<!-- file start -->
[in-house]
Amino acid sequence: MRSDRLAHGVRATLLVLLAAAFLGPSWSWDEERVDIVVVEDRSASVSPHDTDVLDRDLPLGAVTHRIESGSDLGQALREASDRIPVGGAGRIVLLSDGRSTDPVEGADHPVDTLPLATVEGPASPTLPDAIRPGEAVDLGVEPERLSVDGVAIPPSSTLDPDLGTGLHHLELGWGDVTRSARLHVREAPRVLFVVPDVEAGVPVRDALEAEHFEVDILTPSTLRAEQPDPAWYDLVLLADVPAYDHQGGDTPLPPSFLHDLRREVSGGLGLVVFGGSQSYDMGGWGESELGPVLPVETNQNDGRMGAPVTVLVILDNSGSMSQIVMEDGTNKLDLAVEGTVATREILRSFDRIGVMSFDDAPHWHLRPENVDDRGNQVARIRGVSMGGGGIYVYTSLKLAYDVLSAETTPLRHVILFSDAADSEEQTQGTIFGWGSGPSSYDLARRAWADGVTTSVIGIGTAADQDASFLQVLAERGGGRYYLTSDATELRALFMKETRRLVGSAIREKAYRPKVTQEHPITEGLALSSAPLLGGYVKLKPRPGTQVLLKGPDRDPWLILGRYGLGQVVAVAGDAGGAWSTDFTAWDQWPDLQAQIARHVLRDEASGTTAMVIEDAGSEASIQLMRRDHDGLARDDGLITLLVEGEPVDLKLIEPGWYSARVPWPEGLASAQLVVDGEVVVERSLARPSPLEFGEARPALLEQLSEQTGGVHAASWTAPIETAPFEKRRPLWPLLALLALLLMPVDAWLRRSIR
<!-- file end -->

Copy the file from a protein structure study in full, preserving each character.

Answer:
[in-house]
Amino acid sequence: MRSDRLAHGVRATLLVLLAAAFLGPSWSWDEERVDIVVVEDRSASVSPHDTDVLDRDLPLGAVTHRIESGSDLGQALREASDRIPVGGAGRIVLLSDGRSTDPVEGADHPVDTLPLATVEGPASPTLPDAIRPGEAVDLGVEPERLSVDGVAIPPSSTLDPDLGTGLHHLELGWGDVTRSARLHVREAPRVLFVVPDVEAGVPVRDALEAEHFEVDILTPSTLRAEQPDPAWYDLVLLADVPAYDHQGGDTPLPPSFLHDLRREVSGGLGLVVFGGSQSYDMGGWGESELGPVLPVETNQNDGRMGAPVTVLVILDNSGSMSQIVMEDGTNKLDLAVEGTVATREILRSFDRIGVMSFDDAPHWHLRPENVDDRGNQVARIRGVSMGGGGIYVYTSLKLAYDVLSAETTPLRHVILFSDAADSEEQTQGTIFGWGSGPSSYDLARRAWADGVTTSVIGIGTAADQDASFLQVLAERGGGRYYLTSDATELRALFMKETRRLVGSAIREKAYRPKVTQEHPITEGLALSSAPLLGGYVKLKPRPGTQVLLKGPDRDPWLILGRYGLGQVVAVAGDAGGAWSTDFTAWDQWPDLQAQIARHVLRDEASGTTAMVIEDAGSEASIQLMRRDHDGLARDDGLITLLVEGEPVDLKLIEPGWYSARVPWPEGLASAQLVVDGEVVVERSLARPSPLEFGEARPALLEQLSEQTGGVHAASWTAPIETAPFEKRRPLWPLLALLALLLMPVDAWLRRSIR